Drive is a kind of compulsion or force. It’s a force that is shaped, that takes its form and pulsion, from loss. Drive is loss as a force or the force loss exerts on the field of desire. […] That the drive is thwarted or sublimated means that it reaches its goal by other means, through other objects. Blocked in one direction, it splits into multiple vectors, into a network.
I got a ping on Twitter earlier today — someone sharing Dan Barrow’s review of Egress for Tribune last year. It’s an excellent review, although I still disagree with its dismissal of my references based on them not being to Mark’s own tastes, but I think what still irks me more is the suggestion that the “Egress remains, despite its best efforts, trapped in the same ‘left melancholia’ as its Labourist and social democratic counterparts.”
At the risk of making it appear like this review lives rent-free in my head — and, to some extent, it still does on occasion — there’s a opportunity to further clarify something here (for myself, if no-one else).
Some readers seem to miss the fact that Egress is a product of grief (despite making that point repeatedly and explicitly). It’s no secret. The book is an experiment in self-writing, or auto-theory, and a gesture towards an outside to a specific and individualised starting point. It’s certainly melancholic — and openly mournful — but the point is that individual mourning can refract outwards into collective overcoming. “Blocked in one direction, it splits into multiple vectors, into a network.” That’s why the book starts with “I” and ends with “us”.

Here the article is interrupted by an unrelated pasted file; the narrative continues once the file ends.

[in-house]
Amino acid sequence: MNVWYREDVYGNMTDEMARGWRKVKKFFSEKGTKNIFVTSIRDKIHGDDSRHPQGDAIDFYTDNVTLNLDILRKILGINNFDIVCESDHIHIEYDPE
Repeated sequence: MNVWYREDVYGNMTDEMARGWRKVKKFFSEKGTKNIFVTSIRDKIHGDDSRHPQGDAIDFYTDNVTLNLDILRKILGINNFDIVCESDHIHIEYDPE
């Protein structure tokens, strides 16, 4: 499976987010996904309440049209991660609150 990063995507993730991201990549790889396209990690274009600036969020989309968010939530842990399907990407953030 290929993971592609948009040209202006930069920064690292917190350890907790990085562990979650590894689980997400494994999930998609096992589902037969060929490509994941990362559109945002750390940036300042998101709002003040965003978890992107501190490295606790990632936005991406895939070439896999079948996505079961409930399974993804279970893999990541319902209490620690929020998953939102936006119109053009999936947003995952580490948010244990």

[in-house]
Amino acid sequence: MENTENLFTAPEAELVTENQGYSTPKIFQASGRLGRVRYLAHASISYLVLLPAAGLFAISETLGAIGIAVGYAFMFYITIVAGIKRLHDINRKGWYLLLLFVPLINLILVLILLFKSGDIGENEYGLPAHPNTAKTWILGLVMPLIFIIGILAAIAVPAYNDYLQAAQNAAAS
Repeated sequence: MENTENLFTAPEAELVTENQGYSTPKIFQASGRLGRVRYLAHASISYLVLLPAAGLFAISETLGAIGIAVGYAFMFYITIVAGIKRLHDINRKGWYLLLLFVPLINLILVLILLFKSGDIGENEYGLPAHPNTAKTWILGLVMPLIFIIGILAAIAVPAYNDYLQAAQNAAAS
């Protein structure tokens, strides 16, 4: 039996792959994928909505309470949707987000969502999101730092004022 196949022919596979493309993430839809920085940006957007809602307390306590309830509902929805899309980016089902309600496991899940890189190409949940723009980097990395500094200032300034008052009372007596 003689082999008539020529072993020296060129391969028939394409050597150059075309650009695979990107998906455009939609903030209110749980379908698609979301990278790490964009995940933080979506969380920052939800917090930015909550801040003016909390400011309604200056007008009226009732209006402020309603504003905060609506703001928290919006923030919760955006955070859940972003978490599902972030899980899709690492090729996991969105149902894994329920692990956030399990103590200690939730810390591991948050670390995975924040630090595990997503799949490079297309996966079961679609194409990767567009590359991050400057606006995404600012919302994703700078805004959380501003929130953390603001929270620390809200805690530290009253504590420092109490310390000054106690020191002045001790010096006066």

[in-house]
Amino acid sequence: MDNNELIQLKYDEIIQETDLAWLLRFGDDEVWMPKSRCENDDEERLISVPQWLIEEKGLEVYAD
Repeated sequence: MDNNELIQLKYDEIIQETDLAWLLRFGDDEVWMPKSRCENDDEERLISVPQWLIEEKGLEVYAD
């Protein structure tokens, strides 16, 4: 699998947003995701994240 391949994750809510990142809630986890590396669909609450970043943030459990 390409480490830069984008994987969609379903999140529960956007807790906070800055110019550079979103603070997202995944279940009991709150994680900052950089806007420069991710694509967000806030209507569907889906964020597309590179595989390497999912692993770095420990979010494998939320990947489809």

It isn’t collective politics as a sort of feel-good Hollywood spectacle. It’s not the happiest of reads. But I still think the proof is in the pudding, which is ostensibly beyond the bounds of the book itself. Egress was written as an attempt to get out of personal melancholy and move into collective action, which Mark’s writings insist we do. But that doesn’t mean the former was thwarted in favour of the latter in any absolute sense. It’s a conscious process, and one which I’m still confident Egress sufficiently documents.
The Tribune review understands this point and succintly reiterates it, but gesturing to these politics without acknowledging the space we’re starting from, or dismissing it as left melancholy despite its otherwise blatant thrusts beyond that, is a missed opportunity. Knowing the direction of travel counts for nothing if you can’t honestly access the blocked place you’re starting out from. That was what I set out to do.
[The opening quote is, once again, taken from Jodi Dean’s Blog Theory. We’re reading it in the XG reading group at the moment and it is really excellent.]